Non-Punitive Screen-Time Family Contract

Also featured in Today’s Parent Magazine

Family Screen Time Contract 

A Contract for Digital Health and Safety between Parent_____ and Child(ren)_____



  • I agree to always ask you for help, explanation, advice and information regarding anything I can’t handle myself on the cell-phone, Internet and computer/video gaming platform.
  • I agree to abide by safety and health precautions as outlined between you and myself.
  • I agree to never meet strangers in person without your knowledge.
  • I agree to discuss and solve any problems that arise from meeting your needs and mine.

Child’s Signature__________



  • I agree to discuss and solve any problems that arise from meeting your needs and mine.
  • I agree to never confiscate your cell-phone, TV, computer, tablet, music player or video game console.
  • I agree to abide by the same health and safety rules for my usage as well.

Parent’s Signature__________



  • Tech-free zones will be meal-times, church, socializing with relatives, and when visitors drop by.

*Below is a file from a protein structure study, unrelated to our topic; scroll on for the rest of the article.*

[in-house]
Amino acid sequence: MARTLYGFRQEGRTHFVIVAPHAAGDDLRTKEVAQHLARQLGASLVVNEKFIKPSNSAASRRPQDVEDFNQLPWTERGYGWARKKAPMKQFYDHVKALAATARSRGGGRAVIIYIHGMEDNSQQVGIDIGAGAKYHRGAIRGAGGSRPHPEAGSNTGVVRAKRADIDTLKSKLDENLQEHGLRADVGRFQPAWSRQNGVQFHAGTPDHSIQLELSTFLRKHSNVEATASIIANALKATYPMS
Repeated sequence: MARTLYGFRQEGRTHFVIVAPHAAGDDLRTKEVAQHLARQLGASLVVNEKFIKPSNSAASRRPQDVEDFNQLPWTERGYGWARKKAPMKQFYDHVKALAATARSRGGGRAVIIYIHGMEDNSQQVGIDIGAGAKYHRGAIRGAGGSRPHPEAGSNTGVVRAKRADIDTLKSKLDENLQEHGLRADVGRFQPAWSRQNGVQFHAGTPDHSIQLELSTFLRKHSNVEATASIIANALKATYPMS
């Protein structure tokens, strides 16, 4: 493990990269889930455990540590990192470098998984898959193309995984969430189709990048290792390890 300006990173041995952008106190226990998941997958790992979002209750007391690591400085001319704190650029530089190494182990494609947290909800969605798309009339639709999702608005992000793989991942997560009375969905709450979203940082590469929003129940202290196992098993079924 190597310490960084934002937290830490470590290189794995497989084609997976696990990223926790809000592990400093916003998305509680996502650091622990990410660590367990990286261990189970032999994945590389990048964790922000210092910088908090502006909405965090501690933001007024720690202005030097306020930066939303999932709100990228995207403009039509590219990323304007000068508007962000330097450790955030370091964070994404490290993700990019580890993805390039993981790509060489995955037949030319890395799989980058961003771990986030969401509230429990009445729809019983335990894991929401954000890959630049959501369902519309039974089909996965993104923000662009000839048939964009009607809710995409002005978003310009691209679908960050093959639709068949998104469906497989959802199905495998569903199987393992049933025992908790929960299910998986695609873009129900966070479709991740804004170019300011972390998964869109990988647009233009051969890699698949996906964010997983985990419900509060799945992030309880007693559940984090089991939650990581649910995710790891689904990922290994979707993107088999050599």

• All electronics will be turned off 1 hour before bedtime.
  • Everyone does 30 minutes of physical exercise every day.
  • Giving attention to people takes precedence over attention to electronics.
  • (Add more here)

Date We Will Review Contract To Ensure It’s Function For Child and Parent_________

Child and Parent’s Signatures__________________________

Posted in Babies 0-1, Democratic Education, Emerging Adult Children 19-25, General Parenting, Preschoolers 3-5, School-Aged 6-12, Teenagers 13-19, Toddlers 1-2, Unschooling/Self-Directed Education | Tagged , , , , , , , , , | Leave a comment

The Playgroup Altercation: Your child is the victim


The Playgroup Altercation


Part Two – Your child is the Victim

You hear a loud thud, an ear-piercing scream, and then your child appears before you wearing a tear-stained cheek and red eyes and is pointing to another child.  Apparently your son was hit by another parent’s daughter in the playgroup and you are wondering what to do. The mother is busy chatting away to another parent and is missing the whole scenario.  What is the best way to handle playgroup altercations that leaves everyone feeling content and supported?